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|Also Known As:||Died:||June 22, 1998|
|Born:||May 17, 1911||Cause of Death:||heart failure|
|Birth Place:||Ireland||Profession:||Cast ... actor writer|
This petite, brunette Irish colleen was discovered by ace Hollywood filmmaker Frank Borzage at the International Horse Show in Dublin in 1930 and subsequently enjoyed a lengthy career in film, TV and onstage. After being convent-educated near London and sent to a finishing school in Paris, O'Sullivan accepted Borzage's offer, signed with Fox Studios and soon found herself in Hollywood cast opposite legendary Irish tenor John McCormack in the early sound musical, "Song o' My Heart" (1930). The film was poor and McCormack didn't catch on with filmgoers, but the lovely ingenue soon found herself in the bizarre science-fiction musical "Just Imagine" (1930) and supporting Will Rogers in a fun version of "A Connecticut Yankee at King Arthur's Court" (1931).
O'Sullivan was signed by MGM in 1932, where she would remain for the next decade. She soon played--for the first of six times--the most famous role of her career, the demure but scantily clad Jane, saved by and later wed to the king of the jungle in "Tarzan the Ape Man" (1932). The other five films O'Sullivan made with former Olympic swimmer Johnny Weismuller ranged from the superior "Tarzan and His Mate" (1934) to the odd "Tarzan's New York Adventure" (1942) before O'Sullivan retired for six years to raise her family by director John Farrow, whom she had married in 1936.
Remarkably prolific in the 30s, O'Sullivan wasn't quite a top star, typically playing leads in "B" films and programmers, and ingenue second leads in bigger productions. Examples of the former include the punchy gangster saga "Okay America" (1932), the spicy pre-Production Code dramas "Skyscraper Souls" (1932) and "Stage Mother" (1933), the superior horror film "The Devil Doll" (1936), the amusing comedy "The Bishop Misbehaves" and the fine suspenser "Woman Wanted" (both 1935). Always in gentle, sympathetic roles, O'Sullivan handsomely supported major stars like Norma Shearer in "The Barretts of Wimpole Street" (1934, very touching as the helpless Henrietta), Marie Dressler in "Tugboat Annie" (1933), Ann Harding in "The Flame Within" (1935), Greta Garbo in "Anna Karenina" (1935), and William Powell and Myrna Loy in "The Thin Man" (1934, as a damsel in distress). She provided the requisite romance in the Marx Brothers farce "A Day at the Races" (1937), dallied with Robert Taylor in "A Yank at Oxford" (1938), and was particularly fine as the spirited Greer Garson's sweet, more conventional sister in "Pride and Prejudice" (1940).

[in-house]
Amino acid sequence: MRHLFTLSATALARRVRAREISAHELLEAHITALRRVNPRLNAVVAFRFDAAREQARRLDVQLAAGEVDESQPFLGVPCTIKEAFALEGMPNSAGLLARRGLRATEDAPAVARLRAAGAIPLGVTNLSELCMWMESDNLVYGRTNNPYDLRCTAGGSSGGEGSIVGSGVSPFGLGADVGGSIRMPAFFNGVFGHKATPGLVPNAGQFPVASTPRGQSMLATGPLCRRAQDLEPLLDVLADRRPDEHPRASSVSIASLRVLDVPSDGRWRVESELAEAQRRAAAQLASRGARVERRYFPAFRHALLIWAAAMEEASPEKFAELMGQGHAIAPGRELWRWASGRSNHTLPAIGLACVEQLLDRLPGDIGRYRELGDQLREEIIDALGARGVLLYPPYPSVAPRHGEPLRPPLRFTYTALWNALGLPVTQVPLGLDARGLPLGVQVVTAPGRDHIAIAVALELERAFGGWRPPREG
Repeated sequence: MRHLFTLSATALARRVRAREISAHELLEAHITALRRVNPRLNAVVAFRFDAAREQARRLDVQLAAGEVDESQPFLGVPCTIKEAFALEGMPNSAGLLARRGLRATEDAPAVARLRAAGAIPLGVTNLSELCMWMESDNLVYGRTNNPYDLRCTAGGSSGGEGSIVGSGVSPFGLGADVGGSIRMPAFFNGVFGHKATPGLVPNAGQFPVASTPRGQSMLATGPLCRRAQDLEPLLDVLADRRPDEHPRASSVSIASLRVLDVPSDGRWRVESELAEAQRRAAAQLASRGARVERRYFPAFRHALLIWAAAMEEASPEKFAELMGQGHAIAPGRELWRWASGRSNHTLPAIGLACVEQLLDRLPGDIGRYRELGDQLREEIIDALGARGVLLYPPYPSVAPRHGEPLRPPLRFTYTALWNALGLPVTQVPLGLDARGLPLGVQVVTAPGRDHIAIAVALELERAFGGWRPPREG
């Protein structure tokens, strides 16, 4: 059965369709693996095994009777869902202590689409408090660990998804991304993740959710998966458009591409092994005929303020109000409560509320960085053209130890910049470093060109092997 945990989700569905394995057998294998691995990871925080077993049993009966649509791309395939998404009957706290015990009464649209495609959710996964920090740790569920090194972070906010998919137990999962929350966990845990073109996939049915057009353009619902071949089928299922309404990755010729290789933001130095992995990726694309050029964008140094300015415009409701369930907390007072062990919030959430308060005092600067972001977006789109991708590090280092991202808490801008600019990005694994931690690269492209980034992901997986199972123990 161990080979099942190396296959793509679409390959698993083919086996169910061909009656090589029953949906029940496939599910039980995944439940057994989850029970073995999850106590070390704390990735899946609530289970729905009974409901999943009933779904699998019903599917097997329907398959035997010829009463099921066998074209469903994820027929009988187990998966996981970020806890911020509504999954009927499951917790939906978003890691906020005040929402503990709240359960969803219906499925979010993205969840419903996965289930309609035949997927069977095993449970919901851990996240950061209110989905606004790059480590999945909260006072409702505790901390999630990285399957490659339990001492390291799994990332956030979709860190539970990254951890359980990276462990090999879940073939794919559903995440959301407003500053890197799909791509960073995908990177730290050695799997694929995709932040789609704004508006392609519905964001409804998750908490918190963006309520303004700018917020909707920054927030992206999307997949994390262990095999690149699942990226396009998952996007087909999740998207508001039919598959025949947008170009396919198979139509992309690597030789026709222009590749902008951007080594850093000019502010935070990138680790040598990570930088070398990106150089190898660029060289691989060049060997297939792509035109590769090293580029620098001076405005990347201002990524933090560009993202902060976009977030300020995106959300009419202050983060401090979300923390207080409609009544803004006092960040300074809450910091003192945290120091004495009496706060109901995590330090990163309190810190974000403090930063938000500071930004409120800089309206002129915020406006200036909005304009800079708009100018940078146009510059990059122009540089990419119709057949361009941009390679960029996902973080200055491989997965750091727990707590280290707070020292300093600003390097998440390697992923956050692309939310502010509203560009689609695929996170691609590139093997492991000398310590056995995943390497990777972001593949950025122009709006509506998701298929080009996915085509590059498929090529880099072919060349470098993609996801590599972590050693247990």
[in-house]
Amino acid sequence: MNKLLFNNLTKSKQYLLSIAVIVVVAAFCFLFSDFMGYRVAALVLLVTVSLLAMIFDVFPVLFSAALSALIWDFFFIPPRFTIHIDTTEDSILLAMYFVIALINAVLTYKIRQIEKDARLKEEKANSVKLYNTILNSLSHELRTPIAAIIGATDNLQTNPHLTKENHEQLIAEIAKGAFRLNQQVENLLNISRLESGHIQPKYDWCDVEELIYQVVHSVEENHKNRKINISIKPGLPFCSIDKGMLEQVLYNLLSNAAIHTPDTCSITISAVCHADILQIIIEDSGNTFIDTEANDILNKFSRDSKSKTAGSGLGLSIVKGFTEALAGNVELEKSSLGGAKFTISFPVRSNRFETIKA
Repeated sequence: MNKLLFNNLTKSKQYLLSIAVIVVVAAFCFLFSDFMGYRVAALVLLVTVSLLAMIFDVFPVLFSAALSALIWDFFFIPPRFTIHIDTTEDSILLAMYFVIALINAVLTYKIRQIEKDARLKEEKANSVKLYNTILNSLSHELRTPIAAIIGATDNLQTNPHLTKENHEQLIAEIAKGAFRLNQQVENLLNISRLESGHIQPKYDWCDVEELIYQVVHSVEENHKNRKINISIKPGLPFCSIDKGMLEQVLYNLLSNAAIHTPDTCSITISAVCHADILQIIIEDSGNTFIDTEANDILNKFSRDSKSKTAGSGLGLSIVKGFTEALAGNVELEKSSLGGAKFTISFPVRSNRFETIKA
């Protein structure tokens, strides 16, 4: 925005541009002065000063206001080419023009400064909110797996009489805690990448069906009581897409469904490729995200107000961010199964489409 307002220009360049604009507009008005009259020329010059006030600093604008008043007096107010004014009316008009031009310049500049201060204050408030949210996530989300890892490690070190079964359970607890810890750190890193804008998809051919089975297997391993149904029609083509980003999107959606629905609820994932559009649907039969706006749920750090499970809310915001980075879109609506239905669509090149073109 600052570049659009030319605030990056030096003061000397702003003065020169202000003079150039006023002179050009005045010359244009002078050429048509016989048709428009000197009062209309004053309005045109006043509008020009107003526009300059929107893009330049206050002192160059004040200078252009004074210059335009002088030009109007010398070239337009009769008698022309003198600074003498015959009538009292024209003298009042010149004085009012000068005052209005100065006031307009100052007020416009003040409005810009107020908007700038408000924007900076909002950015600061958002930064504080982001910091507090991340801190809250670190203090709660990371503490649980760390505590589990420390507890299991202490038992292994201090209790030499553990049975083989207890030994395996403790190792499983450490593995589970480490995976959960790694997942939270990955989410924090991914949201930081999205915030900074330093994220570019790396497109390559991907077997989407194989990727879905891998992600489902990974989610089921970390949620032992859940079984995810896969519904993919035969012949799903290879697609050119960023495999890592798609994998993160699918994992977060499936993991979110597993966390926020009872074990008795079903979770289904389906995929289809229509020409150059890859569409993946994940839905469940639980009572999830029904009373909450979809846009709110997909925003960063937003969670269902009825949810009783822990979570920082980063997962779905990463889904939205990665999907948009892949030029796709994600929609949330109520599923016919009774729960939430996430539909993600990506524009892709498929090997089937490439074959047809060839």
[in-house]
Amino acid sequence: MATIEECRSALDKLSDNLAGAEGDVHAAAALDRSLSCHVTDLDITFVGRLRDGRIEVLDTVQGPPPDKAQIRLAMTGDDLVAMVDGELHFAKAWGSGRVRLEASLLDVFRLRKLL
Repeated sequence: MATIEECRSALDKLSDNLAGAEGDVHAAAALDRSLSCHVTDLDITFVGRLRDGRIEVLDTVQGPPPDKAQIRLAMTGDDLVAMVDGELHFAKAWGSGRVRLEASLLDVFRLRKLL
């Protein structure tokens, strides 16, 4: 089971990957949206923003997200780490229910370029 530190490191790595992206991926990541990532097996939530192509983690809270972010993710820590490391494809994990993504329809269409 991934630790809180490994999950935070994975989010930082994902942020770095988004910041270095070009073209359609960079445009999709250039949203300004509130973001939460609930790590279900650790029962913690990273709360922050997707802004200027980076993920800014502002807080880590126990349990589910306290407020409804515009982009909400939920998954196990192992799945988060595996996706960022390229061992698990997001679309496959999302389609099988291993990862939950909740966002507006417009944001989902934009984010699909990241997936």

Returning to acting after six years, O'Sullivan played prominent but somewhat incidental romantic leads in two good noirs directed by Farrow, "The Big Clock" (1948) and "Where Danger Lives" (1950). Too old for ingenue roles and working in a Hollywood whose dominant Irish female was the more fiery Maureen O'Hara, O'Sullivan alternated standardized leading lady roles with supporting turns in good second-tier films like Douglas Sirk's "All I Desire" (1953) and Budd Boetticher's "The Tall T" (1957). Occasional clinkers like "Bonzo Goes to College" (1952) paled beside good TV work on the dramatic anthologies "Fireside Theater," "Matinee Theater" and "Star Stage." She also hosted a syndicated TV anthology for the young, "The Children's Hour" (1951).
After Farrow died in 1963 and her seven children (including actors Mia and Tisa Farrow) grew into adulthood, O'Sullivan increasing busied herself with stage work, which, over the next several decades included revivals of "The Front Page" and "Morning's at Seven." The Broadway hit "Never Too Late" had O'Sullivan sweetly amusing as a middle-aged expectant mother, a role she recreated for the 1965 film version. TV work picked up in the 70s and beyond with a season on the daytime soap "All My Children" and dignified roles in the TV-movies "The Crooked Hearts" (ABC, 1972), "Mandy's Grandmother" (syndicated, 1980) and "With Murder in Mind" (CBS, 1992). A handful of feature roles cropped up too: O'Sullivan proved anew that a sensitive actor existed alongside the persona of the likable, demure lassie with her striking work as the heroine's (Mia Farrow) drunken mother in Woody Allen's "Hannah and Her Sisters" (1986).
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